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  • wp-9-6-00
    are connected is only a value of 500 This is to say that the water falling from the 1000 foot dam into the 500 foot dam will have only half the effect than if it fell all the way to the lower reach reference point The lowest potential in an electrical circuit is that to which all other potentials are referenced In an aircraft the airframe has the lowest potential in the electrical circuit A spark will seek the point that has the greatest differential potential difference between itself and another object Why then when one considers the physics of this event is another wire bundle more attractive than aircraft ground If I have two wires and one is at 1000 volts and another is a 500 volts and both of them run parallel to structure then structure is more attractive to either because the 1000 volt wire sees something that is 1000 volts away from itself whereas the 500 volt wire is only half as attractive as the ground If all the wires were at 1000 volts then none of the wires would appear attractive to the wire that is going to arc If an arc over is to occur then it is ground that will receive the arc not the surrounding wire bundles as they are also powered to a degree that makes them less attractive If the aircraft structure which happens to be closer to the hot wire bundle isn t enough of an attraction then neither is another wire bundle which is at a potential less attractive than aircraft ground Now further exacerbating the contention of an arc over is the fact that wire bundles are clamped at about every 20 to 22 inches in the 747 The clamps are rubber or plastic coated metal or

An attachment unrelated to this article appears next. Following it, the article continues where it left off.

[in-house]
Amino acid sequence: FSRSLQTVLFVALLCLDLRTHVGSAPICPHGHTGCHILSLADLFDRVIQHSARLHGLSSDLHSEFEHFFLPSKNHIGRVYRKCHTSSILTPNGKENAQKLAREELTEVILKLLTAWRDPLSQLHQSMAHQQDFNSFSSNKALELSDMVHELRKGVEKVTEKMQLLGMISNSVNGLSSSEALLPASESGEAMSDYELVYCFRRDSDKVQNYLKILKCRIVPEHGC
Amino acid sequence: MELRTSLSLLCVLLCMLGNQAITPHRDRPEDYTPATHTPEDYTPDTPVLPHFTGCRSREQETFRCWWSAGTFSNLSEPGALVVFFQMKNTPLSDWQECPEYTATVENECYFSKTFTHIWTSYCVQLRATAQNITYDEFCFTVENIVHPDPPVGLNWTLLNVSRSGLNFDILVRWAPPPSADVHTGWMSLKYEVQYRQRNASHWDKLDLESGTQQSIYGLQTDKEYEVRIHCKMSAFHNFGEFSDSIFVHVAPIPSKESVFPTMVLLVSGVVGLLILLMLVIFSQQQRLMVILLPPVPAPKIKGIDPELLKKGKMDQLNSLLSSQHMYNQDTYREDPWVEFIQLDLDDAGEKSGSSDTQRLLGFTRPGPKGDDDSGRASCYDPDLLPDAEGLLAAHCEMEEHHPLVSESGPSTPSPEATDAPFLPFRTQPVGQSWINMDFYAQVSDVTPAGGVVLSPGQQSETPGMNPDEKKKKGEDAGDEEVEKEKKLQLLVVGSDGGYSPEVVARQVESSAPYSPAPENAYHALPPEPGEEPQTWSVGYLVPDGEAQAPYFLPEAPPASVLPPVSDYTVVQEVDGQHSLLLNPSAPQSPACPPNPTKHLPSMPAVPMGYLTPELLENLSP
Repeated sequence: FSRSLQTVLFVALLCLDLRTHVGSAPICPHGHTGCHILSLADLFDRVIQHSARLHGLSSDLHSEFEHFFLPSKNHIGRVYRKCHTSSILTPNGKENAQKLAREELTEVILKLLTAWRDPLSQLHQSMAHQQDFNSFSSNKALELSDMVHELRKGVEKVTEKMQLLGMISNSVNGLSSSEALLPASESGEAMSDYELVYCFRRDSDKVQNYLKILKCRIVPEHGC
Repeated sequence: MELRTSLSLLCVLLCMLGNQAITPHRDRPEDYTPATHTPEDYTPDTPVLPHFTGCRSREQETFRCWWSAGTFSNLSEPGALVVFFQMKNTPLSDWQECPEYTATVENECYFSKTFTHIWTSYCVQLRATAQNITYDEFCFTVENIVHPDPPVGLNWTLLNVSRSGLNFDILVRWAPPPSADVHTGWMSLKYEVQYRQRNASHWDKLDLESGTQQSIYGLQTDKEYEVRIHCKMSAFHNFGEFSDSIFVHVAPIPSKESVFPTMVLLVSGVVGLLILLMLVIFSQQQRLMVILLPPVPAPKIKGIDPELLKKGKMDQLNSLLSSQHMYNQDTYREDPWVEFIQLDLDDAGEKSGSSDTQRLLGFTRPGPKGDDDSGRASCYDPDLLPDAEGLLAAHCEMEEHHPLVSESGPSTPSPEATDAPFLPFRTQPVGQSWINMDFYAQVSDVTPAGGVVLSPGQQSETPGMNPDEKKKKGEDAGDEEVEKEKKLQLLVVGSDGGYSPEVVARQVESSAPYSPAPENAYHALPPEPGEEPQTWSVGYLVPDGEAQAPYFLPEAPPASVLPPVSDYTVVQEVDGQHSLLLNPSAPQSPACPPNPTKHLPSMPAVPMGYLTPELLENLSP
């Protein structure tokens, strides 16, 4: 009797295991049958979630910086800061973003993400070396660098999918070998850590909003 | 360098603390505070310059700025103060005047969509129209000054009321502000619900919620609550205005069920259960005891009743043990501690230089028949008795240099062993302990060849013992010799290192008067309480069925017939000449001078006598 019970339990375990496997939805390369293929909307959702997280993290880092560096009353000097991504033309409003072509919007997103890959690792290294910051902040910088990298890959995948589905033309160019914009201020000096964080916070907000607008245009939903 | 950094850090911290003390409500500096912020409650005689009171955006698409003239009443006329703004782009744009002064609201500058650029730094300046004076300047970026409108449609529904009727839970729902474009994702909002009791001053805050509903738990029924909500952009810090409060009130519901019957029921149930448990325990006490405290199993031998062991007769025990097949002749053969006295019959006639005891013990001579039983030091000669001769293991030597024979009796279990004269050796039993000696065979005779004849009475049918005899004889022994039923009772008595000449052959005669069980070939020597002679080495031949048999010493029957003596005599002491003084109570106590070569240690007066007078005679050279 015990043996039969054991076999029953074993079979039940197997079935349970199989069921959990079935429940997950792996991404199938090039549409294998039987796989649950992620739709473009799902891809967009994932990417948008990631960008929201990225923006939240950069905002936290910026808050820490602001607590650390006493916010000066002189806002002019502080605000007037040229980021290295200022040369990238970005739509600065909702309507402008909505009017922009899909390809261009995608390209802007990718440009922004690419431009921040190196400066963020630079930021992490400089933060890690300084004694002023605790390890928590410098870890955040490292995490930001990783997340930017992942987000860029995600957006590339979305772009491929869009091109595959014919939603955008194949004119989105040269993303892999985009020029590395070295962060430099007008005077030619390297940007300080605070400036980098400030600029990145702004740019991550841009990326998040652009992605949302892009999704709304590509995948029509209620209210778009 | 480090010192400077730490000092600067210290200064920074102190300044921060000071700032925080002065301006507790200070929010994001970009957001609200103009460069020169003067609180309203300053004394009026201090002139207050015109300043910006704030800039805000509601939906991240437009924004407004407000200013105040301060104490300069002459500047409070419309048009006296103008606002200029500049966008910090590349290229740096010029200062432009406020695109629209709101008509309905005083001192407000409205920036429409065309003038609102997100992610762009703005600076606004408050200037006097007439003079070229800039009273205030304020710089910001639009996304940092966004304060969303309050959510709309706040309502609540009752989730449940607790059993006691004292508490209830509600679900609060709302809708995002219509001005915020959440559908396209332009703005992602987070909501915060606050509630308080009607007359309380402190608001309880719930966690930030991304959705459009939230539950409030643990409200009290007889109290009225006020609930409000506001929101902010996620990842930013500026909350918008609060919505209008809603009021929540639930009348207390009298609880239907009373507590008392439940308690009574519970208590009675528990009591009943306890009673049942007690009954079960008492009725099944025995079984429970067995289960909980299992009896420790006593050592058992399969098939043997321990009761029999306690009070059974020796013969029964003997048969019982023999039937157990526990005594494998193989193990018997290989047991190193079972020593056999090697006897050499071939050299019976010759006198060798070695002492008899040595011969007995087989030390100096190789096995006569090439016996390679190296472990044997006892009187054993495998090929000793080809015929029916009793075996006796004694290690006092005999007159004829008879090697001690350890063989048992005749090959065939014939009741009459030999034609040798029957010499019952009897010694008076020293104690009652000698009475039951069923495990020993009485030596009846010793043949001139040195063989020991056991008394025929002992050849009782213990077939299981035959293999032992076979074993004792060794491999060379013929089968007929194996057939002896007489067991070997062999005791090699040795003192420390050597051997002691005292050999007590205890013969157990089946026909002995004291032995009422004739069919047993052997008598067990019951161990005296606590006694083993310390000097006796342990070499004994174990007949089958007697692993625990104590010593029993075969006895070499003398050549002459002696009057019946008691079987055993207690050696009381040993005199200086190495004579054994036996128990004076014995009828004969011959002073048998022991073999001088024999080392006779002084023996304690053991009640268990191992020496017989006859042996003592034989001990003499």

Original URL path: http://twa800.com/news/wp-9-6-00.htm (2016-02-13)
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  • st-9-7-00
    a major part of the problem I get emails every day from frustrated airline captains and aerospace pros who can t believe how aviation reporters have swallowed the NTSB nonsense without question On the 22nd of August we were treated to the biggest NTSB whopper of them all Their final staff briefing blamed the 24 volt fuel quanity indicating system FQIS for picking up higher voltage elsewhere on the aircraft and producing a spark in the CWT Your people bought it hook line and sinker Had you bothered to interview anyone who has hands on knowledge of these aircraft systems they would have said if high voltage actually crossed to the FQIS 1 the in line diodes would have burned up at 60 to 80 volts but not before 2 pegging the fuel indication on that tank Considering that neither of these happened on TWA 800 the proposed scenerio should have been rejected out of hand Instead with your help the NTSB was able to successfully spin a non event into a cause for the loss of 230 lives Nice Job Another point in the intire history of jet air transport FQIS wiring has never caused a mishap CDR W

    Original URL path: http://twa800.com/news/st-9-7-00.htm (2016-02-13)
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  • scarry-9-21-00